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Balancing a Career and Parenting a Child with Special Needs

by Regi Publico

Mothers and fathers will tell you that parenting is one of their greatest joys in life. But parenting, with its twists and turns, is both challenging and rewarding. This rings true for parents of children with special needs. Finding out that their kid is a child with special needs can be overwhelming for any parent. You can go through a whole range of emotions and back. But because a parent’s love is stronger than these emotions, and somehow, you decide to stand up and stay strong for your kid and family.

You will start to plan on how to make things work—your home life, social life, and career. It may not be smooth sailing, but these tips can help you navigate how to balance being a working parent of a child with special needs.

Don’t be afraid to ask for help

It takes a village to raise a child. This African proverb serves as a wonderful reminder for parents with special needs children. Being open to accepting help and building a support system can assist to maintain the balancing act of being a good parent and having a career.

First, try to look for sources of valuable information to help you plan out how to care for your child better. Try to learn as much as you can about your child’s needs. You can consult with professionals like psychologists who can help evaluate your child for learning disabilities or specialists that can guide you through caring for kids with physical or sensory disabilities. Joining a community of families raising special needs children can also be a good way to get first-hand information and comforting support.

Honesty and openness, especially to members of the family, are important pillars in your support system. If you have other children, make sure to be open with them about their sibling’s diagnosis. Depending on their age, you can explain in terms that will make it easier for them to grasp the situation. Try to get them involved to help them learn more about their sibling with special needs, how to interact with them, and strengthen the sibling bond.

When looking for childcare options, it is best to seek help from multiple sources. The usual primary options are members of the extended family and close friends, like grandparents or aunts and uncles. Trust and familiarity are some of the main reasons why family members and friends are involved in caring for your child.

Depending on where you live, there are institutions with special needs after-school programs. These are not only facilitated by educators who may already be familiar with special needs children, but they are a good way for your child to interact with people outside their immediate family. You can also look into finding a child-care provider that is trained to work with special needs kids.

Evaluate your career options

Parenting can be a handful, and raising a child with special needs may make your current work situation difficult to maintain. If possible, try to negotiate more flexible work arrangements. More and more companies are becoming more open-minded about offering remote work options and flexible hours to their employees.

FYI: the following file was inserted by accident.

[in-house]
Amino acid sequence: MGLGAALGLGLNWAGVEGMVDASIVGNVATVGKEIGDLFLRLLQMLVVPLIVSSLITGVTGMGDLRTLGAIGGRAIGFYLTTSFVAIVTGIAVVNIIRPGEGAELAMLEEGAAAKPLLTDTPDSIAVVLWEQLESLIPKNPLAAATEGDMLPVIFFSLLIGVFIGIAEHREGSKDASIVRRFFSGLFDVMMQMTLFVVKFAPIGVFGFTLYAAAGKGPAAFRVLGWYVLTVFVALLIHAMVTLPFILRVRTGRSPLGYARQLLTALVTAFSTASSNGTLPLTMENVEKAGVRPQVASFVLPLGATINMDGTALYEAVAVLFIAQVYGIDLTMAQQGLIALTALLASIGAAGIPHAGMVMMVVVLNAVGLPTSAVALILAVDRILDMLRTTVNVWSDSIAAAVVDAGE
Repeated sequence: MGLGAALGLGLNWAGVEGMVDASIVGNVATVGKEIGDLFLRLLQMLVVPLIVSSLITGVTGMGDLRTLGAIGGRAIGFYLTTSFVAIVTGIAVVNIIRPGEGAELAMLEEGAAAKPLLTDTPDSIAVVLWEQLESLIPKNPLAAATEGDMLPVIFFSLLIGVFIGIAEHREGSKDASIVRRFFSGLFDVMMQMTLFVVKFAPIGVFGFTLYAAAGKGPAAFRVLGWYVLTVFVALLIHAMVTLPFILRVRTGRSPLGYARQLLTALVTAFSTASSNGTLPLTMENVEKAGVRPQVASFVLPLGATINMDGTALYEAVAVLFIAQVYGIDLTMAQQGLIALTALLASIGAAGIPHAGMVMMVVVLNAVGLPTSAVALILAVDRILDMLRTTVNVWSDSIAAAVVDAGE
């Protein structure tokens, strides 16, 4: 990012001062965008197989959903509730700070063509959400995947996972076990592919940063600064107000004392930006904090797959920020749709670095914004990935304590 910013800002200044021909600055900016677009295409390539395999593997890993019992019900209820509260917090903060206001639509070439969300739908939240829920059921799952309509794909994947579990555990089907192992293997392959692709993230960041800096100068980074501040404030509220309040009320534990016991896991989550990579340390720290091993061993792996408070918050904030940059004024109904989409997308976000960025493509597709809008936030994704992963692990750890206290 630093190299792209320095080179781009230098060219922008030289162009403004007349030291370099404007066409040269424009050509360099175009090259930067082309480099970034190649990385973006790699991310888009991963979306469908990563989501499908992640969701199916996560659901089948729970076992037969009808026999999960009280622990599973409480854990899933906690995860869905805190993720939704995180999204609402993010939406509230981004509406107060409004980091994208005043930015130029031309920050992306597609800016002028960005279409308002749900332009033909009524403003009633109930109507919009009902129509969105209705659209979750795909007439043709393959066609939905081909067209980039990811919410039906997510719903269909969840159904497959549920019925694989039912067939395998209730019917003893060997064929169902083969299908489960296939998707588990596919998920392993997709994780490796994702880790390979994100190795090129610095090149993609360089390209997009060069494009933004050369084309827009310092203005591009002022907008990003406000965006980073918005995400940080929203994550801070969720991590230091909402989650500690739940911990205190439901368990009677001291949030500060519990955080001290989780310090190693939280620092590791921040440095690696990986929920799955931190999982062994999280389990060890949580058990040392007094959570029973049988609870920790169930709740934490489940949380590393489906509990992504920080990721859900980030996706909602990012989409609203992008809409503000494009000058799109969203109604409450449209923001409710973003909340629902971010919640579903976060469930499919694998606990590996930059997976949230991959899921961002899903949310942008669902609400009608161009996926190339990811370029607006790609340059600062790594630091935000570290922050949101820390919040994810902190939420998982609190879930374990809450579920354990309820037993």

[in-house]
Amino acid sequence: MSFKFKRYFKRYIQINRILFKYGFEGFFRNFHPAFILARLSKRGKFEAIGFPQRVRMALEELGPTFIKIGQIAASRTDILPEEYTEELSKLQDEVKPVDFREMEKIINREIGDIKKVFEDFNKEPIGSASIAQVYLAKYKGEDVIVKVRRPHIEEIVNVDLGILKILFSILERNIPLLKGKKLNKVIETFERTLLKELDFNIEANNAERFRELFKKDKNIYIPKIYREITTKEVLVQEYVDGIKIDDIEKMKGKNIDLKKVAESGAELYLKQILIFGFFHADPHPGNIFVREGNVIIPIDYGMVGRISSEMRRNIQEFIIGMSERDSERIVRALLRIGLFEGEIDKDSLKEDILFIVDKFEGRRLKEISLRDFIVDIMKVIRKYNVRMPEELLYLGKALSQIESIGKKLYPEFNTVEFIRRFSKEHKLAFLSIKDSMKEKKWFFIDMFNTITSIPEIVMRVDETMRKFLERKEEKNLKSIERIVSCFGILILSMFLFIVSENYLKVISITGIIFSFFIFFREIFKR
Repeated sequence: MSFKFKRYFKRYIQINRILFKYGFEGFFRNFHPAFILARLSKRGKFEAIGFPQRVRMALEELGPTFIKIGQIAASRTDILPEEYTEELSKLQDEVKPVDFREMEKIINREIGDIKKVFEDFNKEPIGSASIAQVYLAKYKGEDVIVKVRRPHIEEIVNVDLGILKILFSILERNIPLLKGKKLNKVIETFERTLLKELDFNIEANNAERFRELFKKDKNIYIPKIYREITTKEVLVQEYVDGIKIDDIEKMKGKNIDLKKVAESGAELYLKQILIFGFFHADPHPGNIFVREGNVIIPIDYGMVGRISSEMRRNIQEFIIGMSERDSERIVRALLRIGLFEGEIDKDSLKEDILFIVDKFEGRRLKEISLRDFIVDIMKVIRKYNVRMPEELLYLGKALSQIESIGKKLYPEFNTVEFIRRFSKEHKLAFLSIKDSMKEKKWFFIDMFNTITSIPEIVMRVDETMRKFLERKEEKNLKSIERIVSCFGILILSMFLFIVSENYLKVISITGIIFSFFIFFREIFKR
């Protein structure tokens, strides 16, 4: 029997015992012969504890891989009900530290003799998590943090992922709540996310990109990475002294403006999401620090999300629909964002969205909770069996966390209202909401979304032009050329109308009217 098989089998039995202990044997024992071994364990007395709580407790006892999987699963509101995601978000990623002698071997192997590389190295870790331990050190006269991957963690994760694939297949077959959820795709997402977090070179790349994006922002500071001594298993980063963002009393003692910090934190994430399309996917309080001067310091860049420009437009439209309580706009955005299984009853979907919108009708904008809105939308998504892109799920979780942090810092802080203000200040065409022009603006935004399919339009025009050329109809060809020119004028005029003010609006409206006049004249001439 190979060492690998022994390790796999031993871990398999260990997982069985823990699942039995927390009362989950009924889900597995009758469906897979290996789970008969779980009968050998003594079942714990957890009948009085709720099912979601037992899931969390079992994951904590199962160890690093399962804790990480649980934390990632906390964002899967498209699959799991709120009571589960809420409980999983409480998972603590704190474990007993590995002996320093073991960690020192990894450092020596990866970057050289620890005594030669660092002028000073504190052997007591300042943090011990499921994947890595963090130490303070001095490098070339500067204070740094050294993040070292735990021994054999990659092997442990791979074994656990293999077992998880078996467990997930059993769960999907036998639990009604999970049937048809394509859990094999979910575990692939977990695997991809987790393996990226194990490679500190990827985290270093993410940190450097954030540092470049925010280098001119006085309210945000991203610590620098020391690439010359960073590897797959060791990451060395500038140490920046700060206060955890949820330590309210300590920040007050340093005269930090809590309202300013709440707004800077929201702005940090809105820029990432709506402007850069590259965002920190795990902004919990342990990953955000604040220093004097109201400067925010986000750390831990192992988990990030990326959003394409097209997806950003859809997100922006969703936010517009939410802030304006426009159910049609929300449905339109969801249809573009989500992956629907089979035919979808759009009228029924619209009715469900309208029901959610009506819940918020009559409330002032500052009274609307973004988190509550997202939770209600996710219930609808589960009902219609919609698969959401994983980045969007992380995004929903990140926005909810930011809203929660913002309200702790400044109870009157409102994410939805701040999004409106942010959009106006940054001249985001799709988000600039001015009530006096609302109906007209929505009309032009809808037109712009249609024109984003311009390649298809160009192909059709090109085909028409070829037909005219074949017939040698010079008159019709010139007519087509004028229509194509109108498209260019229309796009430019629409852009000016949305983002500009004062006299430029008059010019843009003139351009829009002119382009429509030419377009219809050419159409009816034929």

Being at home and adjusting your work hours can undoubtedly help in balancing work and parenting a child with special needs. You can manage your time better when you are not locked into a 9 to 5 schedule. Aside from being available for evaluations or doctor’s appointments, you have more time to bond with your child. You’ll be able to spend more quality time with them, make observations on their developments, and be more present in their special education journey.

When adjustments are not a feasible option with your current employer, you can consider making a career pivot. Making a career transition on top of everything may seem like a lot to take on, but it may be one of the best moves for both your child’s development and your career growth.

Get friendly with technology

Nowadays, there are apps for almost everything. You, as a parent and working professional, should learn to maximize technological developments to digitize some of the usual everyday tasks. Instead of going out, run your errands from home, such as opting for grocery delivery. Even banking can be done in the comfort of your own home. Most banks have their own apps that make managing your finances a breeze.

Download a scheduling app or use the calendar app on your phone to help manage your time and make sure you’re not missing anything. You can put anything on your calendar: work appointments, payment deadlines, family events, doctor’s appointments, and set a time for self-care (read: important).

The time you save by running errands from home can be priceless time used for childcare. And for those times that you cannot physically be with your child, you can still keep an eye on them through baby monitors and video calls.

Life, especially the life of a parent responsible for the well-being and growth of another (tiny) human, is full of hard choices. Parents of children with special needs can relate well to that. For parents trying to raise special needs children while building a career to support their family, the challenges they face may seem endless. But these challenges can be managed with a solid support system, expert help, planning, and a whole lot of love.

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